With just over a month of summer left and school on the horizon, it’s a good time to dive deep into a few great books to keep you engaged. I visited my local Boston bookstore and selected three books–two relevant to my career in healthcare and one that’s reminiscent of my family’s immigration experience–and I highly recommend them if you’re searching for the next addition to your library.
The winner of the 2016 Pulitzer Prize for Fiction, The Sympathizer is narrated by a communist double agent who arranges to come to America after the Fall of Saigon and builds a new life with other Vietnamese refugees in Los Angeles. A gripping espionage novel and an exploration of identity and America, The Sympathizer caught my attention as a child of refugees who experienced the Fall of Saigon and who emigrated to flee the Viet Cong.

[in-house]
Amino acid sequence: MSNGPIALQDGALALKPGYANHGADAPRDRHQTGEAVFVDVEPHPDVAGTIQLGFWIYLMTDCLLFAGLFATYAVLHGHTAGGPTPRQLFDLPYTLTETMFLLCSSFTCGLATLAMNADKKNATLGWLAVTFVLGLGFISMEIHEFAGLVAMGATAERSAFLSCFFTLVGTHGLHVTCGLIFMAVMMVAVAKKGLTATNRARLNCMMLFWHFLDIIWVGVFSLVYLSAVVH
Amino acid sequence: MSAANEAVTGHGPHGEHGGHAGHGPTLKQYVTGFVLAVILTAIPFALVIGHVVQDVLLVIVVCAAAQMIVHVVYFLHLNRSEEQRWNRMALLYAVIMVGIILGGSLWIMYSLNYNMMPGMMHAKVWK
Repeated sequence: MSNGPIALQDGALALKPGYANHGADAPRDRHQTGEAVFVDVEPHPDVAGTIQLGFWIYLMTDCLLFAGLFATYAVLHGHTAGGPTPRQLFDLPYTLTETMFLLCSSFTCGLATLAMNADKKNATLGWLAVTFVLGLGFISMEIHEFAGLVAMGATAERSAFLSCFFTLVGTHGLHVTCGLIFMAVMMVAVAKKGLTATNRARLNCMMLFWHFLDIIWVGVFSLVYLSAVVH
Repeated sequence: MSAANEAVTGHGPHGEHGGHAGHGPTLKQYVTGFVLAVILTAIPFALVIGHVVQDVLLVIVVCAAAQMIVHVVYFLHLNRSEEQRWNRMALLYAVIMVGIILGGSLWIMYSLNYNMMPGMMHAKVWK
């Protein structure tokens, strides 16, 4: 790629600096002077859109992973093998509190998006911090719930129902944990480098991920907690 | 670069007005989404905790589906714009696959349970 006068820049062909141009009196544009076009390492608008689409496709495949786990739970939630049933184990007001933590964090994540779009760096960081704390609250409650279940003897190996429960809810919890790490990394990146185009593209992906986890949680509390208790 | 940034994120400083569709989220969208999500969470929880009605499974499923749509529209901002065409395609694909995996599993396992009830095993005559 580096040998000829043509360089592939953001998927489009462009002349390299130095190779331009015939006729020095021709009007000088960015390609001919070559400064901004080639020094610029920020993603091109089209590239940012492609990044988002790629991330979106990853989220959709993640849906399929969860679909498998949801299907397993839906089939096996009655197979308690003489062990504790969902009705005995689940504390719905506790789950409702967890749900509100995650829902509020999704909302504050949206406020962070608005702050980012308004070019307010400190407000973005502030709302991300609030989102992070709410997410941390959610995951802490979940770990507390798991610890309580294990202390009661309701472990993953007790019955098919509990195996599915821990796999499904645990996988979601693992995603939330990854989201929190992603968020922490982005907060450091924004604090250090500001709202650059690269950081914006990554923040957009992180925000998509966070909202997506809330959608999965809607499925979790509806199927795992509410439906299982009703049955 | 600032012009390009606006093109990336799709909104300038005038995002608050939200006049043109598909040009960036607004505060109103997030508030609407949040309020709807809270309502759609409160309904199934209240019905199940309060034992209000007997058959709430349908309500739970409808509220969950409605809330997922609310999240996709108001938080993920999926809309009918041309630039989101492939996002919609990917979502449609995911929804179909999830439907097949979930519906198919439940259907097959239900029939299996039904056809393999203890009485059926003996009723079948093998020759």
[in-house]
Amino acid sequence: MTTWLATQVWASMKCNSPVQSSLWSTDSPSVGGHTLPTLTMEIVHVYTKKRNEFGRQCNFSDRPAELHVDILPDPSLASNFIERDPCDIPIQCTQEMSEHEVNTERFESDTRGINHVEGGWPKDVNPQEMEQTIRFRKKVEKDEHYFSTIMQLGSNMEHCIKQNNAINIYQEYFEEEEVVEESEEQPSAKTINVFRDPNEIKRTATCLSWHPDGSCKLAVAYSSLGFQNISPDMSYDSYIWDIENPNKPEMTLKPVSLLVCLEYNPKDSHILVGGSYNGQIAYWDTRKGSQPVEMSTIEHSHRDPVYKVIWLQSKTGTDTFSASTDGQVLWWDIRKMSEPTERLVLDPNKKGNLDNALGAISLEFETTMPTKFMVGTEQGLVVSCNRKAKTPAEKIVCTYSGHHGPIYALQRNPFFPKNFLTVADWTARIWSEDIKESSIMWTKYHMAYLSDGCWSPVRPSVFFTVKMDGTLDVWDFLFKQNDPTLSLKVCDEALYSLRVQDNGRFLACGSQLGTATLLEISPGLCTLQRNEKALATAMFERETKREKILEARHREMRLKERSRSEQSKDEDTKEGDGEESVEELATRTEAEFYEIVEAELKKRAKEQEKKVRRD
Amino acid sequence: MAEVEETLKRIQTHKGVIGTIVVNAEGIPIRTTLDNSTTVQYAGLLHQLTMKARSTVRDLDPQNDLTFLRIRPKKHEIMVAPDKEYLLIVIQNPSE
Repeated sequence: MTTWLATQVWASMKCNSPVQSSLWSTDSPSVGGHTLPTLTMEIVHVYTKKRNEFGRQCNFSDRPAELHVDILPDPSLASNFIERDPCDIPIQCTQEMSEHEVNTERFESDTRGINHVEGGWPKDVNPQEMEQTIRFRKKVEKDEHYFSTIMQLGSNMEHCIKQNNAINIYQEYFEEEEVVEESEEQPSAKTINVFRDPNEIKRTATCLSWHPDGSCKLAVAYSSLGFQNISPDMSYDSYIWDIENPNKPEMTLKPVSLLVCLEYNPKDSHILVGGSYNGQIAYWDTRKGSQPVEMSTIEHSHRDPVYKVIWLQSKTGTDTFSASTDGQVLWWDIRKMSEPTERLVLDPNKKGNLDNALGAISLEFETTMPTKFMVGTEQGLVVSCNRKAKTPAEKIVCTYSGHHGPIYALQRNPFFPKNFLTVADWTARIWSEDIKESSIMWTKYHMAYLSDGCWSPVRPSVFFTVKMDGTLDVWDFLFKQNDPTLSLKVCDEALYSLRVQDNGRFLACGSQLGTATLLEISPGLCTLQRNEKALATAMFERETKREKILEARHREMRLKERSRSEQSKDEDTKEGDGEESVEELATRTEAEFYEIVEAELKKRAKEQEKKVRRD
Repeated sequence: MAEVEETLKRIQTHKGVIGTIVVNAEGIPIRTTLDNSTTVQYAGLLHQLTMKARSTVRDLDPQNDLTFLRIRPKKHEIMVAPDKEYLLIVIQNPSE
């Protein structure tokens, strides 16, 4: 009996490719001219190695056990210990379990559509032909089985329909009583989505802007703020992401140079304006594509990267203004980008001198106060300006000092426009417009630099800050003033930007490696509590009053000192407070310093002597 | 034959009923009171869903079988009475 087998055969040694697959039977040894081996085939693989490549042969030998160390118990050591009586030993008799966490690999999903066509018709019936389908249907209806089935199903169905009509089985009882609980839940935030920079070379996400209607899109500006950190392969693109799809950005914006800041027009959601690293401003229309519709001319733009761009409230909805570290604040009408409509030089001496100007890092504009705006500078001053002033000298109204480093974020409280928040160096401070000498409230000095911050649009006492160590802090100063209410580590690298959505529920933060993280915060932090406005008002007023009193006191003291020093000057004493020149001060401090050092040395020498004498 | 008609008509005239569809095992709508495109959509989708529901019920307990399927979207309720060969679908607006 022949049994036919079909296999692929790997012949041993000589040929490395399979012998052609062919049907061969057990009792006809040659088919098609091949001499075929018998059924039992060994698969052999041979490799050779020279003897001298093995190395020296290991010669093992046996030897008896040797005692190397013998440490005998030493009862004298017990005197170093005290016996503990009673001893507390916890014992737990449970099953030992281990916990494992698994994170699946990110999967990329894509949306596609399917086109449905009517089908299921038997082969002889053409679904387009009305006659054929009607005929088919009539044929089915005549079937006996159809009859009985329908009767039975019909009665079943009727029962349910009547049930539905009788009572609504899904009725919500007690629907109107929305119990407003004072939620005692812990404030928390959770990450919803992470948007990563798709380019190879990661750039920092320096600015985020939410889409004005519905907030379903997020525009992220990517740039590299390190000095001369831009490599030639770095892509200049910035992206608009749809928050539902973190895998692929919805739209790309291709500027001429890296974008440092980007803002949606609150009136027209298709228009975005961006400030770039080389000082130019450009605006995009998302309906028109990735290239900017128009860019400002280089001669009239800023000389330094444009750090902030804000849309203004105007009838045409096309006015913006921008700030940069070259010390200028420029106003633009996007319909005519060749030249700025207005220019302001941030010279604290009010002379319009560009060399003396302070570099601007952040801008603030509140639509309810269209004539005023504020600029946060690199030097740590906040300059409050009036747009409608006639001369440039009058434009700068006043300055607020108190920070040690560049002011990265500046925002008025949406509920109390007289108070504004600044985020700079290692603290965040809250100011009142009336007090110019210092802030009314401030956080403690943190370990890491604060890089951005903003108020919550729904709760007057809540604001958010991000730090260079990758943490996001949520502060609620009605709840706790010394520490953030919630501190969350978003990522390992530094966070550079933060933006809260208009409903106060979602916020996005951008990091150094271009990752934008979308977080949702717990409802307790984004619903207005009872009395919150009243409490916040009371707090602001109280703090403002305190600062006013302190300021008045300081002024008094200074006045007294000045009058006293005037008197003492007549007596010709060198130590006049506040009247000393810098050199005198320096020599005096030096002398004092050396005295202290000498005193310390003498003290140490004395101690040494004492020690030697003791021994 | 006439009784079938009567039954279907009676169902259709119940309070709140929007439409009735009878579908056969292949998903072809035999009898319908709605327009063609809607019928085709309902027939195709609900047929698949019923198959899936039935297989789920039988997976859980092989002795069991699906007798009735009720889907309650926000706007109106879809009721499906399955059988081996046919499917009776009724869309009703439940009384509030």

At the age of 36, on the verge of completing a decade’s worth of training as a neurosurgeon, Dr. Paul Kalanith was diagnosed with stage IV lung cancer. His memoir follows his transition from a doctor treating the dying to a patient struggling to live. As he confronts his mortality, he seeks to answer questions like:
What makes life worth living in the face of death?
What do you do when the future, no longer a ladder towards your goals in life, flattens out into a perpetual present?
What does it mean to have a child, to nurture a new life as another fades away?
Dr. Atul Gawande–surgeon, writer, and public health researcher–shares accounts of true cases in this New York Times Notable Book. Gawande explores the power and limits of medicine, laying bare a science not in its idealized form but as it actually is–uncertain, perplexing, and profoundly human. Dismantling the myth of medical infallibility, Gawande’s book is essential reading for anyone involved in medicine.